pressure to produce teachers capable of teaching regional and national
languages. So far English has replaced Amharic as lingua franca and as
medium of instruction in secondary schools.
Moving towards a multi-lingual education system has not been so easy
for Ethiopia. Teachers and supervisory staff had to be trained or transferred
to their own regions or areas where they can teach in the national
languages. Rapid expansion of education has marked an increase in
average class sizes all over the country.
Even so, disparities are severe between urban and rural schools and
different grades. Ostensibly urban schools are under great pressure and
class sizes in the lower grades can well be over 70 pupils. "Lowest grades
are the most crowded and significantly contribute to the high rate of attrition
in grades 1-3 both in rural and urban schools," say education officials.
Whereas the government continues to build more learning facilities in
commitment to Education For All, the supply has failed to match the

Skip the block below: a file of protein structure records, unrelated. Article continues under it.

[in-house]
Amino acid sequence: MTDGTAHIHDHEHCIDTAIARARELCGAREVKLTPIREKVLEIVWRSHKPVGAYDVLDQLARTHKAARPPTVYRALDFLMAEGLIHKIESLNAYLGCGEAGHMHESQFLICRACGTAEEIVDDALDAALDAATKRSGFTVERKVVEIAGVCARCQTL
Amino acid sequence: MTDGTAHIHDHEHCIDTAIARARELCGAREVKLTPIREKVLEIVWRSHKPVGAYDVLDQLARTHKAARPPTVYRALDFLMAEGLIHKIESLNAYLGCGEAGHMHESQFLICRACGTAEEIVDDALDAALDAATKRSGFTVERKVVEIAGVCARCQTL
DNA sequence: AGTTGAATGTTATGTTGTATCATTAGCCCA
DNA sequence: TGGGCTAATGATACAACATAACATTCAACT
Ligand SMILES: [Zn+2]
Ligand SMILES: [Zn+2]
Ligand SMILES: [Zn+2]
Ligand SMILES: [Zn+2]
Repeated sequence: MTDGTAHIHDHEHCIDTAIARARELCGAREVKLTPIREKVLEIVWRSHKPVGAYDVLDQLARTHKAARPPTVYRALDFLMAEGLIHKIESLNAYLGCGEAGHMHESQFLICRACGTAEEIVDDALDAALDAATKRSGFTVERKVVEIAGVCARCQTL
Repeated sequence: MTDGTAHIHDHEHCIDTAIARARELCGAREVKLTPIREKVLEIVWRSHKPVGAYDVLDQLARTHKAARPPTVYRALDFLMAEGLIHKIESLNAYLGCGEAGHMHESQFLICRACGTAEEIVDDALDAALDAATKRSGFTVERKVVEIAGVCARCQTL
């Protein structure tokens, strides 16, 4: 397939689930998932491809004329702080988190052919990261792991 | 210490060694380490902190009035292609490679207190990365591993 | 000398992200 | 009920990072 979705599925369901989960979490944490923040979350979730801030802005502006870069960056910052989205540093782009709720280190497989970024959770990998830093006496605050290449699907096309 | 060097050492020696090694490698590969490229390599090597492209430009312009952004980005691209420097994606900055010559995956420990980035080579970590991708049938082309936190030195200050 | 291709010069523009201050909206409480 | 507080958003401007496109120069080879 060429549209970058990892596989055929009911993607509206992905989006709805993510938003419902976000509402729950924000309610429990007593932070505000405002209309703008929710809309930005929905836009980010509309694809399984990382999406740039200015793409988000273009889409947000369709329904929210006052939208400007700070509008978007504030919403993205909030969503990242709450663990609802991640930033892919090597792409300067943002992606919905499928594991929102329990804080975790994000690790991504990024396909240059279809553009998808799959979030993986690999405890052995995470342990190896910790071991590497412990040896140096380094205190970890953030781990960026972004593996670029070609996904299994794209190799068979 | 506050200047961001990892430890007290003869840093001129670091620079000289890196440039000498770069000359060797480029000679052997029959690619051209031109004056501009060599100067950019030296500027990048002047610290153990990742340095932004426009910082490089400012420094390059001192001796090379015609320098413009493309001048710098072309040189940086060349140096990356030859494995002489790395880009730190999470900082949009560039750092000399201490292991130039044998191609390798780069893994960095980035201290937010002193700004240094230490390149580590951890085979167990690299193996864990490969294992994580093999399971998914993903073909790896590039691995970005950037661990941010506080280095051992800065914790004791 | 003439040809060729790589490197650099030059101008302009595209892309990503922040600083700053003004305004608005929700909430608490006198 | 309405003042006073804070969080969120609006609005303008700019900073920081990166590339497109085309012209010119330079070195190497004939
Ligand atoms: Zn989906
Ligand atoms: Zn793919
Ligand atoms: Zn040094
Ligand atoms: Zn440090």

demand for schools. An inevitable outcome is that quality of education is
drastically compromised in favour of equity by bringing as many pupils as
possible into the education programme.
However, in this dilemma, Ethiopia is not alone since many countries in
Sub-Saharan Africa are faced by the task of improving the quality while
addressing the issue of equity. The emerging scenario is that the
government has taken remedies towards improving quality of education.
Self-reliant communities are being involved in supporting programmes
through contributions in labour, cash and kind. This phenomenon has
proved to be encouraging especially at the non-formal education
programmes, where the growing enrolment rate of neo-literate continues to
create a bulge at elementary school level. Similar strategies are also being
adapted at early childhood education and care programmes across the
Besides, teacher education has improved considerably with teacher-pupil
ratio standing at 1:38 in primary school and 1:32 in secondary. Deficiencies
in teacher education are also being addressed through teacher training and
in-service training schemes.
On economic terms, Ethiopia may be a poor country, but it has put a
strong struggle in a campaign to empower its people through education.
Jomtein's ideals might be hard to accomplish but, Ethiopia is quietly giving
its people tools to change their world.